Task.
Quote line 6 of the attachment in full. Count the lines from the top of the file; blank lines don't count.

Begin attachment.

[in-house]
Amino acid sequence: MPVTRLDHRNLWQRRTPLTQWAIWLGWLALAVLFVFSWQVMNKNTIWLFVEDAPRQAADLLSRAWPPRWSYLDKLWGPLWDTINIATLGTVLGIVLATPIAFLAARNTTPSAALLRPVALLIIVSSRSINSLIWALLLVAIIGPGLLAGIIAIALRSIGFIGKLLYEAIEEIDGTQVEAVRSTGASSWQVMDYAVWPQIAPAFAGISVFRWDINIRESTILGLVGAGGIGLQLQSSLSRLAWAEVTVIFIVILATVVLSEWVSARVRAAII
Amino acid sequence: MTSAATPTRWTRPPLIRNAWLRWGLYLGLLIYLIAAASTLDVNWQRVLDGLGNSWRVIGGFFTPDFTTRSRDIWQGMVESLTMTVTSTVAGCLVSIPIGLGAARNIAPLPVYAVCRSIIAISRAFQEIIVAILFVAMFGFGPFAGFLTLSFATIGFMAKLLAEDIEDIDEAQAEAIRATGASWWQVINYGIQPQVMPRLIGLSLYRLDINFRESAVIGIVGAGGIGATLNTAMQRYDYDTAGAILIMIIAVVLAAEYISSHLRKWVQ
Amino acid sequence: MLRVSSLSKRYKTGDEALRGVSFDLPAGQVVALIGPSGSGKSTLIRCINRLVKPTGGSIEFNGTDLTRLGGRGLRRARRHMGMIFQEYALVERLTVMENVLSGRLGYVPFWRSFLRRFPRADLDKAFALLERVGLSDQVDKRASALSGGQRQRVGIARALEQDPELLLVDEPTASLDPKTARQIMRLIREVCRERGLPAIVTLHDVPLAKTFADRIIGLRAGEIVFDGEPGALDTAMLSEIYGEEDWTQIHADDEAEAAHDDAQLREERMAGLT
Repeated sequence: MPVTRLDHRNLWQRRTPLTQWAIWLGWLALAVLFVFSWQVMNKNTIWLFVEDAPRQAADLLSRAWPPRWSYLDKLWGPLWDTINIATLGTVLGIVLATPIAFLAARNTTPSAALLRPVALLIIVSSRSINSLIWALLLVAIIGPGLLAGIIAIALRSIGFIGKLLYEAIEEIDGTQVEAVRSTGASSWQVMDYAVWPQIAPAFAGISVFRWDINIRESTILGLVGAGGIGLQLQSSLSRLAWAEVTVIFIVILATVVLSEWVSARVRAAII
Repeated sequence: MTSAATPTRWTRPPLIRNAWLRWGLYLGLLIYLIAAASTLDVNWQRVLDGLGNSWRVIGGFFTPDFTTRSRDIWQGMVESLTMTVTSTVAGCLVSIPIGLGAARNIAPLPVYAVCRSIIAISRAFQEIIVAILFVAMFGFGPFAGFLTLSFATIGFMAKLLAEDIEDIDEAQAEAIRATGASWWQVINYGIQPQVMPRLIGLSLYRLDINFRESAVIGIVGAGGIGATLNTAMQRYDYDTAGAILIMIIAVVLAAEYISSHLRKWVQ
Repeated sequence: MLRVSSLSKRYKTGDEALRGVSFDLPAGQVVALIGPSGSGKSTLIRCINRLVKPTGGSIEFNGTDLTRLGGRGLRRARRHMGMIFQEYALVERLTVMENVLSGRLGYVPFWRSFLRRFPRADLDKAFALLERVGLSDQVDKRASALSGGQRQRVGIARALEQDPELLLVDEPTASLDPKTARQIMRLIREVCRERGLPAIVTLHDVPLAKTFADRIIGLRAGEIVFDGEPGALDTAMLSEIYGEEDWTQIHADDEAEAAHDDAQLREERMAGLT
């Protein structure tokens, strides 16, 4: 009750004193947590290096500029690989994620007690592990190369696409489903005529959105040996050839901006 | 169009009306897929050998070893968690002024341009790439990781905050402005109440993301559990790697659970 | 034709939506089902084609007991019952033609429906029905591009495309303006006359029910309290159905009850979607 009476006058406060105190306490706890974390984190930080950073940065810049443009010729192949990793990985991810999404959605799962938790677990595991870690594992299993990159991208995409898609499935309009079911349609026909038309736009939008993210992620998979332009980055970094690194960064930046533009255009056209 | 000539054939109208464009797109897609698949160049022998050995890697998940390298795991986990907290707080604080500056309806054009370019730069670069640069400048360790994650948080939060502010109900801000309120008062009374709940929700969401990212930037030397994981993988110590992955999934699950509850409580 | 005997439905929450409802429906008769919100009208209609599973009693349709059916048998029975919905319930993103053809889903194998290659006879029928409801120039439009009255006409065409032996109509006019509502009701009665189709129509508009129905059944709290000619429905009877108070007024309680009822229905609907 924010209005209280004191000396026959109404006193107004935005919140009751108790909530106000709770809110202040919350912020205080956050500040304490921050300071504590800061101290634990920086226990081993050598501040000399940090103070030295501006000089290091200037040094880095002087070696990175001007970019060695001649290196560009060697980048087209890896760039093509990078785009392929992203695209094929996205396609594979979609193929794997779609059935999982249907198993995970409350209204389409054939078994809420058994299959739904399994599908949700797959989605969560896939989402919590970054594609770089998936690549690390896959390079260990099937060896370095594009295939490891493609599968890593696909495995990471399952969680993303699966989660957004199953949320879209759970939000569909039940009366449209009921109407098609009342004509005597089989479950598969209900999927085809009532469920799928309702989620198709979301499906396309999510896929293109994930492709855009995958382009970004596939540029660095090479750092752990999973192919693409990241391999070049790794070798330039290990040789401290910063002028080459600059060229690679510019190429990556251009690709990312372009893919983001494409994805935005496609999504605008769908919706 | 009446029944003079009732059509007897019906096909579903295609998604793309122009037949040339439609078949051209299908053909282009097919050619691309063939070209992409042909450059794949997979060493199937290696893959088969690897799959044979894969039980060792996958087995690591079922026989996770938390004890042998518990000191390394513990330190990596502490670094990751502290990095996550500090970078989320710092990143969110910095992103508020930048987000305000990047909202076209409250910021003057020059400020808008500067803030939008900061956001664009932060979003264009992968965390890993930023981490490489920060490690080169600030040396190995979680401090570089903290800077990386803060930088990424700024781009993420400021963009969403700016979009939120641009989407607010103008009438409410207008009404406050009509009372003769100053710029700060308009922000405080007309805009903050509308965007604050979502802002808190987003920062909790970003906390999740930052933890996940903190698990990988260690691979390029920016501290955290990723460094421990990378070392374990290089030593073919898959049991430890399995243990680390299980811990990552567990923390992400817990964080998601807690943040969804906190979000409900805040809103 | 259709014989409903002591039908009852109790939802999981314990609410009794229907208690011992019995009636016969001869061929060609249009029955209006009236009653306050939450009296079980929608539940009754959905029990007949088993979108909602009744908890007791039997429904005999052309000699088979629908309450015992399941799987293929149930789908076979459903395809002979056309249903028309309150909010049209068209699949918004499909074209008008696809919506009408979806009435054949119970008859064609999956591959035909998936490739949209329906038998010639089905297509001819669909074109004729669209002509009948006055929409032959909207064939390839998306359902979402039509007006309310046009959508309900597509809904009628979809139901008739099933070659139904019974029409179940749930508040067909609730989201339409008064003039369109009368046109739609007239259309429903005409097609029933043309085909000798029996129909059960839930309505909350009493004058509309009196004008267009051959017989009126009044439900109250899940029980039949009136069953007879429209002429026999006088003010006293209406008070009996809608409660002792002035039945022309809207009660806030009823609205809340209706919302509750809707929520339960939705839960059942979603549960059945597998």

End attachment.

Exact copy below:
Repeated sequence: MTSAATPTRWTRPPLIRNAWLRWGLYLGLLIYLIAAASTLDVNWQRVLDGLGNSWRVIGGFFTPDFTTRSRDIWQGMVESLTMTVTSTVAGCLVSIPIGLGAARNIAPLPVYAVCRSIIAISRAFQEIIVAILFVAMFGFGPFAGFLTLSFATIGFMAKLLAEDIEDIDEAQAEAIRATGASWWQVINYGIQPQVMPRLIGLSLYRLDINFRESAVIGIVGAGGIGATLNTAMQRYDYDTAGAILIMIIAVVLAAEYISSHLRKWVQ